In an odd way, the Blue Jackets lost Rick Nash, but gained a lot of flexibility. As Mike's post on the top six shows, there's at least eight legitimate candidates for a spot in the top six, even if it's hard to call them "outright" top line talent. That depth offers a lot of options to head coach Todd Richards, and even if we assume that certain players "should" be on the first two lines, don't be shocked if some configurations end up putting them into a checking role, but still expect them to deliver offense.
With that in mind, let's look at some of the candidates...and some of the possible dark horses who might be looking at this offseason as an opportunity to break through.
The Current Crop
Each of these players is currently on an NHL contract, and is likely to be on the opening day roster in some form.
With the Rangers, Anisimov was a solid checking forward who could be counted on for offensive production. Though many think he could blossom with more ice time, it's entirely possible that he could find himself on the third line based on the development of Ryan Johansen. If that is his fate, expect to see the third line used as much for scoring as defense, but don't count out his ability to stand up to tough competition.
Many fans thought Jared Boll's career with the Blue Jackets was at a crossroads last season. With Derek Dorsett growing into a greater on and off ice leader, Boll's time on the ice has diminished each of the last three years, and his offensive stats have shrunk to a career low. Suffering badly in scoring chances and CORSI ratings, many wondered if the club might choose not to qualify him in restricted free agency. Instead, Scott Howson chose to give Boll a 2 year, $2.1 million dollar deal. In his defense, Boll continues to offer physical play and a willingness to drop the gloves in defense of his teammates, but he suffers from being enough of a fighter to entertain fans, but not vicious, skilled, or intimidating enough to deter opponents from taking liberties. Skinny guys fight 'til they're burger, but they aren't really going to stop someone from starting the fight in the first place.
If any player on the current NHL roster could be supplanted from the prospect ranks, Boll might just be it.
The other side of Jared Boll's coin, Dorsett had a career season in 2011-2012, and was rewarded with a 3 year, $5 million dollar deal. Becoming a lynchpin of the club's penalty kill, Dorsett still lead the NHL in PIMs, but clearly has started to make an effort to avoid offensive zone and "stupid" penalties. Perfecting his role as an agitator, he also has expanded his offensive capabilites, breaking 10 goals for the first time in his NHL career. Tapped as a leader by former head coach Ken Hitchcock, Dorsett has taken his increased responsibilities seriously, and has made an effort to expand his involvement both on and off the ice. Look for him to serve as a wing on the third line, but he could slip to the fourth line depending on how some of the assigments shake out.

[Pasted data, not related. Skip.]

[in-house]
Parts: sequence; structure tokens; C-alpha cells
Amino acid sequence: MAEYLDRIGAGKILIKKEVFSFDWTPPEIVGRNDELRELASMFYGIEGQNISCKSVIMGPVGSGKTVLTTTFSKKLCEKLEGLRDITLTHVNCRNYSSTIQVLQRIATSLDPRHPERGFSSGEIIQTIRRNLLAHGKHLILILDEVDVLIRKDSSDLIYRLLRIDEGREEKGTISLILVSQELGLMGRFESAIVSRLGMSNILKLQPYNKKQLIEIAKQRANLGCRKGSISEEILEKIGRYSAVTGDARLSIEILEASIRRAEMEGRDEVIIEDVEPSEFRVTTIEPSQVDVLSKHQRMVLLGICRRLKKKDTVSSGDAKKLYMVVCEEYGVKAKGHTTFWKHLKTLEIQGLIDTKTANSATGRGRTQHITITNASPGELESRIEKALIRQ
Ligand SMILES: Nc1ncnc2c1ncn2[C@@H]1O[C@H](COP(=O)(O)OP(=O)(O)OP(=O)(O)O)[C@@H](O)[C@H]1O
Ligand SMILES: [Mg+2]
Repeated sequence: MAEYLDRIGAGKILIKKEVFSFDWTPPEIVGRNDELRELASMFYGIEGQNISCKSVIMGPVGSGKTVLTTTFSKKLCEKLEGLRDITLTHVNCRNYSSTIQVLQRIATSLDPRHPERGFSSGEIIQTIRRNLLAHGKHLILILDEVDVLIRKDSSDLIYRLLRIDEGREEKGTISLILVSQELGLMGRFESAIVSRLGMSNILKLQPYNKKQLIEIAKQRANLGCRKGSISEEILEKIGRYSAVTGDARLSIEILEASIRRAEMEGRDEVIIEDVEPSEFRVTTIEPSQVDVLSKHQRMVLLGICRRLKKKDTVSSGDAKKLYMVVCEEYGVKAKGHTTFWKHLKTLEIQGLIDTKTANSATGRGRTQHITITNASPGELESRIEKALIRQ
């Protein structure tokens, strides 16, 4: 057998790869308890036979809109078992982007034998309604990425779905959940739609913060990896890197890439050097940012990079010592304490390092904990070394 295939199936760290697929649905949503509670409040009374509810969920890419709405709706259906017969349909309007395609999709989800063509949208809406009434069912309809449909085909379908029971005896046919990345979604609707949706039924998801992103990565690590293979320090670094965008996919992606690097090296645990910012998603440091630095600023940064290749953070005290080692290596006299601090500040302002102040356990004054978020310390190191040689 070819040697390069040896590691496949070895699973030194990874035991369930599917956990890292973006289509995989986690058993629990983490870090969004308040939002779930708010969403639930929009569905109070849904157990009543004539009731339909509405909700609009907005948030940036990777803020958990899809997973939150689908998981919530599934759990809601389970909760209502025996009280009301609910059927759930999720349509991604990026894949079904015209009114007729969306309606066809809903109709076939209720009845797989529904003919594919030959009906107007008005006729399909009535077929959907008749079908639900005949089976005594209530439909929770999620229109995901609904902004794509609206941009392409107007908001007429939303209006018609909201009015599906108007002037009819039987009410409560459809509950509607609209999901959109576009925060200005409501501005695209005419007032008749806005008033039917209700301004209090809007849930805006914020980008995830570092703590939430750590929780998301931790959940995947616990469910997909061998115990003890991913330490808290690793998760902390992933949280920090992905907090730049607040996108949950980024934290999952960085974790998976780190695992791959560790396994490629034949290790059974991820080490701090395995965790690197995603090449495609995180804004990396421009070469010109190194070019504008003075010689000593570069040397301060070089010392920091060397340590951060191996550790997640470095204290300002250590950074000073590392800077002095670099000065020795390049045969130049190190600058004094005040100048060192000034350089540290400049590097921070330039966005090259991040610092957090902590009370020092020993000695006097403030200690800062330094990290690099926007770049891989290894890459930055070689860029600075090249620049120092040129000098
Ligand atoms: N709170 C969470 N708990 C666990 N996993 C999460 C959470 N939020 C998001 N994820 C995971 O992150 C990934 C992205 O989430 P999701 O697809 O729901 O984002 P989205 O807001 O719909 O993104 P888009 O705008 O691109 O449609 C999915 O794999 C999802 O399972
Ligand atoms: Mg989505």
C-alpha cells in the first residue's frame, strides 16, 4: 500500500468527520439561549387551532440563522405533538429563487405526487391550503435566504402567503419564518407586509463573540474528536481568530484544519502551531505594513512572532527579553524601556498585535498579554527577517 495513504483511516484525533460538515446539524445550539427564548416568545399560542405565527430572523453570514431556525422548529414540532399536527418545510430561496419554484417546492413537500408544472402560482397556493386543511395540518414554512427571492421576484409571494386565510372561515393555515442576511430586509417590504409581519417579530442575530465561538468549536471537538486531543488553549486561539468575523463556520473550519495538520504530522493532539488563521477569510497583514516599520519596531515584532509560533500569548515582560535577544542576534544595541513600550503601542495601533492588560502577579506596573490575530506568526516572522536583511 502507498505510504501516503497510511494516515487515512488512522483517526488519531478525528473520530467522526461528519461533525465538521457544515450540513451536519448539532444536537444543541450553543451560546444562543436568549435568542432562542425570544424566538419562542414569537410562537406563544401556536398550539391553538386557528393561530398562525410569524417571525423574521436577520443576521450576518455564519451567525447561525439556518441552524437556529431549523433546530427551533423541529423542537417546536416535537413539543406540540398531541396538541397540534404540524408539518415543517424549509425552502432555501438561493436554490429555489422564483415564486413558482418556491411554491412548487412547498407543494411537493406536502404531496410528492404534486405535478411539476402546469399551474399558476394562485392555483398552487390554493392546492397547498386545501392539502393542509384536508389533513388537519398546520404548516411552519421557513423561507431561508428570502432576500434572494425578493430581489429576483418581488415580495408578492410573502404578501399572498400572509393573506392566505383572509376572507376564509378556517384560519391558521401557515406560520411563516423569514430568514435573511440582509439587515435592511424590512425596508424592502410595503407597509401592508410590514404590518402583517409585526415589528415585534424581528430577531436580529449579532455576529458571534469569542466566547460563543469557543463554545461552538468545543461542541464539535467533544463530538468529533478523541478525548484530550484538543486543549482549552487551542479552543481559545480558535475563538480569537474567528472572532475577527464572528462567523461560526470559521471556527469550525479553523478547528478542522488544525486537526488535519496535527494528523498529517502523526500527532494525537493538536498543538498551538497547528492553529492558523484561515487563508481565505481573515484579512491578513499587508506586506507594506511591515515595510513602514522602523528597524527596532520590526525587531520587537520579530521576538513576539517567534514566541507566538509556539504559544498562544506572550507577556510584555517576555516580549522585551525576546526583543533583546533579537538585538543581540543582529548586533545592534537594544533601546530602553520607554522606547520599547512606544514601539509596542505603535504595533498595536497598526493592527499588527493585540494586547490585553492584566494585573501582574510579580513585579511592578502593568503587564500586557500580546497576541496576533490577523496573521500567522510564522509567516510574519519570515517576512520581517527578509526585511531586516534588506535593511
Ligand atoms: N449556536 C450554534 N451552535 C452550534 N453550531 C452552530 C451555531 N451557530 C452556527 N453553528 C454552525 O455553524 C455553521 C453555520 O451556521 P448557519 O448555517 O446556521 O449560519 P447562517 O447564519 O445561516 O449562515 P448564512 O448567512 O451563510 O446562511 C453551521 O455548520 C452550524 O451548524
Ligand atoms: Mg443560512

Though he's likely to end up as a top six forward, it's worth pointing out that Dubinsky consistently had some of the best CORSI ratings and faced the toughest minutes of any New York Rangers forward since John Tortorella became their head coach. Skilled at faceoffs and dedicated to playing smart with the puck, I wouldn't be surprised if Dubinsky is a regular part of the PK unit even if he's generally used on the second line.
Another player who is more likely to slot into the top six, Foligno did take his share of defensive assignments and PK minutes in Ottawa. If he ends up on the third line, like Anisimov or Dubinsky, expect it to be used in much more of an "offensively focused" manner, though he can still lay the lumber when required.
Brought in off waivers last season, Gillies didn't set anyone's world on fire, but he was OK. His scoring chance rates weren't terribly good, but given his lack of offensive production against the heavy competition he's faced, it's not entirely surprising. Almost certainly slated for the fourth line, he's another player who could, potentially, be replaced if he doesn't show enough jump in camp.
The Test Tube's greatest strength is his versatility. Playing up and down in the lineup when he joined the club last season, he delivered solid results on the penalty kill, the power play, and at even strength. His numbers did tail off towards the end of the season, but he also found himself used much more often in a checking role. At the same time, that versatility also means he hasn't really carved himself a true niche on the team. He could be a second unit PP, second unit PK, third line "plus" guy, or he could find himself working as a fourth line grinder. It needs to be pointed out that Letestu is in a contract year, giving him a lot of incentive to break out this season, but he'll face some stiff competition.